c) Laryngopharynx


The laryngopharynx is the most inferior part of the pharynx. It communicates with the oropharynx above, the oesophagus below and the larynx (through the laryngeal inlet) anteriorly. The division of the oropharynx from the laryngopharynx is the tip of the epiglottis. The oesophagus begins at at the level of the inferior border of the cricoid cartilage.
The larynx bulges into the anterior wall of the laryngopharynx, giving the cavity a U-shaped structuer when viewed on a tranverse plane. The spaces on either side of the larynx are the piriform fossae, bounded medially by the aryepiglottic fold and laterally by the thyroid cartilage. The branches of the recurrent laryngeal nerve (inferior laryngeal nerve) pass beneath the mucous membrane at this point.
The hypopharynx is a clinical term for that part of the pharynx which is posterior to the larynx and corresponds fairly well with the laryngopharynx.


Anteriorly, with the larynx and laryngeal inlet. Anterolaterally with the thyroid cartilage.
Laterally, with the carotid sheath and its contents. Inferolaterally with the lateral lobe of the thyroid gland.
Posteriorly, with the vertebral column and prevertebral muscles. The retropharyngeal space lies between the pharyngeal constrictors and the prevertebral fasica.
Superiorly, with the oropharynx.
Inferiorly, with the trachea and oesophagus.

Macroscopic Appearance

The laryngopharynx is lined by a pink mucosa and has no distinguishable features on its lateral or posterior wall. Anteriorly, the mucosa is continuous with the mucosa of the superiror larynx at the aryepiglottic fold. This fold is notable for the cuneiform and corniculate cartilages which cause slight prominences on its posterior part.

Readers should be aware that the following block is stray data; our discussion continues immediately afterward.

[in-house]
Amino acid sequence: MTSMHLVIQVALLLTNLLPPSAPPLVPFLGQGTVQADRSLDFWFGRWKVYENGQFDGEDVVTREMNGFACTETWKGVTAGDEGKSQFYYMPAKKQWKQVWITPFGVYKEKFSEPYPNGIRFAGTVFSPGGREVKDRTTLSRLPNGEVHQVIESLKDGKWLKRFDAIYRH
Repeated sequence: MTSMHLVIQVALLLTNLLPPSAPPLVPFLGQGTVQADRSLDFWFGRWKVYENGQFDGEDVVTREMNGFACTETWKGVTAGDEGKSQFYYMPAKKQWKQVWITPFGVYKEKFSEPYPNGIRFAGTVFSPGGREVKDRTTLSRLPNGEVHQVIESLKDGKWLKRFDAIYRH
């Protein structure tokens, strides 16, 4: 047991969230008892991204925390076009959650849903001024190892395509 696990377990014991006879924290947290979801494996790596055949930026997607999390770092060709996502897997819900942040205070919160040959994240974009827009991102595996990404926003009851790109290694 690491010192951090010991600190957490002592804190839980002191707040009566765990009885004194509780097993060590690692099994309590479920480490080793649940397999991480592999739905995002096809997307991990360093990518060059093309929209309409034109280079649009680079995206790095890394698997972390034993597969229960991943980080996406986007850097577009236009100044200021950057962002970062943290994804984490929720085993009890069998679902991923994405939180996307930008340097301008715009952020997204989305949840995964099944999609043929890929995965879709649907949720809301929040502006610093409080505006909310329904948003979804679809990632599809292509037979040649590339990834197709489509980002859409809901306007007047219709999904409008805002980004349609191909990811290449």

Microscopic Appearance

The laryngopharynx is lined by non-keratinising, stratified squamous epithelium. It may possess small salivary like glands in the submucosa.

Physiological Variations

During swallowing, the hyoid bone elevators may pull the laryngopharynx superiorly. This has the effect of closing the laryngeal inlet by opposing the aryepiglottic folds with the epiglottis.

Neurovascular Supply

Arterial Supply

The ascending pharyngeal artery and branches of the thyroid arteries supply the muscles and mucosa of the laryngopharynx.

Venous Drainage

Veins drain to the pharyngeal venous plexus and then to the internal jugular vein.

Lymphatic Drainage

Lymph from the laryngopharynx joins a lymphatic plexus that lies in the submucosa. From here, lymph is directed to the deep cervical nodes (levels III/IV). Lymph may also pass posteriorly to retropharyngeal nodes, or inferiorly to paratracheal nodes.


Nerves to the laryngopharynx arise from the pharyngeal plexus, and receives sensory and motor innervation from the vagus (X) nerve and superior cervical plexus. The plexus lies at the level of the middle constrictor, and branches pass inferiorly outside the constrictor muscles to their appropriate levels.

Routes of Cancer Spread

Local Invasion

Laryngopharyngeal tumours may invade into the larynx or laryngeal nerves, causing hoarseness of voice or aspiration. Lateral spread of tumours may invade the carotid sheath and cause bleeding. Posterior invasion may occur into the vertebral bodies. Extensive mass in the laryngopharynx can cause odynophagia, dysphagia or upper airway obstruction.

Lymphatic Spread

Lymphatic spread of tumours often occurs early and can be bilateral. Involved nodes are usually in the lower part of the deep cervical chain (levels III/IV) although retropharyngeal and paratracheal nodes may be involved.